Agony: Beveridge, thou shouldst be living at this hour

Sector veteran Peter Cardy offers answers to your workplace dilemmas

Peter Cardy
Peter Cardy

Q. What did you think of the way the party manifestos talked about the sector?

A. In a bizarre election, the way the sector featured was even more bizarre because of its virtual absence from the campaigning and the manifestos. It perfectly mirrored the self-obsession of those in and around government. This must have been what it was like in the 1930s, with terrible social inequality and suffering only partly alleviated by an ignored and neglected voluntary sector. Beveridge, thou shouldst be living at this hour...

Q. Many of our local branches have begun to run some form of children's activity in the past few years, usually at the weekends and usually supervised by the adult members rather than paid helpers. We drew up a code of practice about 10 years ago, which is mainly common sense. Do we need to go through the palaver of a safeguarding policy, disclosure and barring and all that stuff?

A. Unfortunately, you must. No amount of policies and vetting will protect your children from someone intent on mischief, but if you don't have those measures in place you'll have fallen at the first hurdle if something goes wrong.

Q. We have always taken pride in interacting with our very large membership. In the past we held a lot of meetings around the country, but came to realise that only a limited cross-section of the members attended and we were getting a very partial range of opinions. They were also very expensive and labour-intensive. Now we are using surveys instead to gauge opinion; it means we can ask about broad or specific issues, but the members still grumble that we don't take them seriously. Any ideas?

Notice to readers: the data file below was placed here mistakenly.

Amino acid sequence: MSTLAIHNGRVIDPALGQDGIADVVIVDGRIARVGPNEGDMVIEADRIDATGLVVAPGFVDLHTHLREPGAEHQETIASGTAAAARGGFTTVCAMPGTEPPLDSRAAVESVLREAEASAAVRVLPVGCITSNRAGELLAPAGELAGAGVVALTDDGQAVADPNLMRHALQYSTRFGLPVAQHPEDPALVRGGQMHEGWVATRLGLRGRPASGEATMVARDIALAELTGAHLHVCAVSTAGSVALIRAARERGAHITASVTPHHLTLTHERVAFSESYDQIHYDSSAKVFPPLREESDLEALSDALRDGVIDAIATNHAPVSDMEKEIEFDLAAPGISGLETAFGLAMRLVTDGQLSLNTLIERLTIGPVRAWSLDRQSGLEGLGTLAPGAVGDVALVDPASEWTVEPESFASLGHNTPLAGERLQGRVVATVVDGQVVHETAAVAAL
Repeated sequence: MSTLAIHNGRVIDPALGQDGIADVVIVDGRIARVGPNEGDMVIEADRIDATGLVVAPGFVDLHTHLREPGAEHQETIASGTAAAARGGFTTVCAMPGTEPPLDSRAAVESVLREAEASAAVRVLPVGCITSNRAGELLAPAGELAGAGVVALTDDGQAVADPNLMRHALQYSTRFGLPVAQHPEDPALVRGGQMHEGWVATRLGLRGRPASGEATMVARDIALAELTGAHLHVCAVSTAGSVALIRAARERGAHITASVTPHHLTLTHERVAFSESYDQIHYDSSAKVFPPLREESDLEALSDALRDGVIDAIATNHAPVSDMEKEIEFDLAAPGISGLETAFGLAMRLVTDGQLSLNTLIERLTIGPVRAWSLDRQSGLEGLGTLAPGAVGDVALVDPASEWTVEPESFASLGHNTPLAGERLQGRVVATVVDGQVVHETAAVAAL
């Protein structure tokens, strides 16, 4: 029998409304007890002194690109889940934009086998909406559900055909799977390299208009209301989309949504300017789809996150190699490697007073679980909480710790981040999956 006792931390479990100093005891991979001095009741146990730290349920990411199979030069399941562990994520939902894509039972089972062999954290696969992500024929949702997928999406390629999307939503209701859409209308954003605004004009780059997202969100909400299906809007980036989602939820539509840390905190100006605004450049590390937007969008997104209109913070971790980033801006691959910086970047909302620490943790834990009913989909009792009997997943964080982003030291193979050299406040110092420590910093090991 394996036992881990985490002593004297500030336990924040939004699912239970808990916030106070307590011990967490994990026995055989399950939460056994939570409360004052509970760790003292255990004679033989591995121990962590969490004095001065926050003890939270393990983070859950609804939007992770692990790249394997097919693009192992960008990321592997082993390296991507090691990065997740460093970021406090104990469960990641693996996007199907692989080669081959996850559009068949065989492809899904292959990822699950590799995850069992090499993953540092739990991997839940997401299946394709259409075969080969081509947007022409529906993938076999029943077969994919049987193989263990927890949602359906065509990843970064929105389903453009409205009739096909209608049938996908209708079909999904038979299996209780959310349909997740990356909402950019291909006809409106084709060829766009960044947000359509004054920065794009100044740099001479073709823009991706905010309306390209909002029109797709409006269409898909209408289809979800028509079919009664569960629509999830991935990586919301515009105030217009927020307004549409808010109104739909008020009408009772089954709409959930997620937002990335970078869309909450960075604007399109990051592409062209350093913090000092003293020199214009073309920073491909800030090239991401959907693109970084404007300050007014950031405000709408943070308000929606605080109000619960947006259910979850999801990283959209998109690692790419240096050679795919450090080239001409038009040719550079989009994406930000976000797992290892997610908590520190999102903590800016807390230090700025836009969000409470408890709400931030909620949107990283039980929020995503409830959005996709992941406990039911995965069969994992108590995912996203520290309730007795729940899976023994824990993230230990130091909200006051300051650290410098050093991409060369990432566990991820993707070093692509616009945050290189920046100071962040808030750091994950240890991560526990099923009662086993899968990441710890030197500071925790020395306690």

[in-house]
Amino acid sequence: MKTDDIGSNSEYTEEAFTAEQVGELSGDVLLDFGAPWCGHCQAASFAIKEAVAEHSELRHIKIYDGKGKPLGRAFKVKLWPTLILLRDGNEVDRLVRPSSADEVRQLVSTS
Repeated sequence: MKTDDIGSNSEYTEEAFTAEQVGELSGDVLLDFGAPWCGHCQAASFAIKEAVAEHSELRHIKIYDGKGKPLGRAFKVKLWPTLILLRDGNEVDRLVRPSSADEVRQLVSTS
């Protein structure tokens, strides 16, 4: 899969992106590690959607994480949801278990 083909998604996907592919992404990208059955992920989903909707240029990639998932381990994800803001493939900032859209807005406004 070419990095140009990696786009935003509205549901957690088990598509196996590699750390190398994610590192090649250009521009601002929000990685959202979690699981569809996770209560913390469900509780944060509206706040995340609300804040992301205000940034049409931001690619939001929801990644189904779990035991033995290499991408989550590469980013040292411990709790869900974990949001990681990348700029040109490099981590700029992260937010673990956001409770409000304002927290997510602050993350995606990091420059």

A. Surveys are a cheap and easy way of collecting opinions at all levels. But it's impersonal and it isn't interactive - there's no talkback, no opportunity to modify opinions and, as with meetings, only a proportion of your members want to complete surveys. It can actually make your organisation seem more, not less, impersonal. Relying on a single channel is probably the wrong approach: even though it's more expensive, you need to use as many as you can. Reinstate some of the meetings, use whichever social media your members use, make your print magazine more interactive and consider an annual conference. Ask me again in three years when you've done all that...

Q. We have been awarding very large grants to other bodies, both public and charitable, for the creation of new services and centres over many years. The effect of austerity has started to work its way through and at least one has changed the service completely from the one we funded; another is proposing to use the purpose-built centre for something completely different. Should we be asking for our grants to be returned?

A. First, look at the conditions originally attached to the grants: if donors made gifts specifically in relation to that facility or service, there are clear grounds for requiring the grants to be returned. Without doubt there will be a lot of grumbling from the grant recipients about how demand has changed, their priorities have changed, they can't find the cash to repay the grant, how difficult it would be to maintain the original services and so on. Underlying all that talk is the damage to their reputation if they are seen to be misusing charitable funds. You can't concern yourselves with all that: you have to exercise proper stewardship. Talk to Macmillan Cancer Support: it has been handling this kind of situation for decades.

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Peter Cardy Agony

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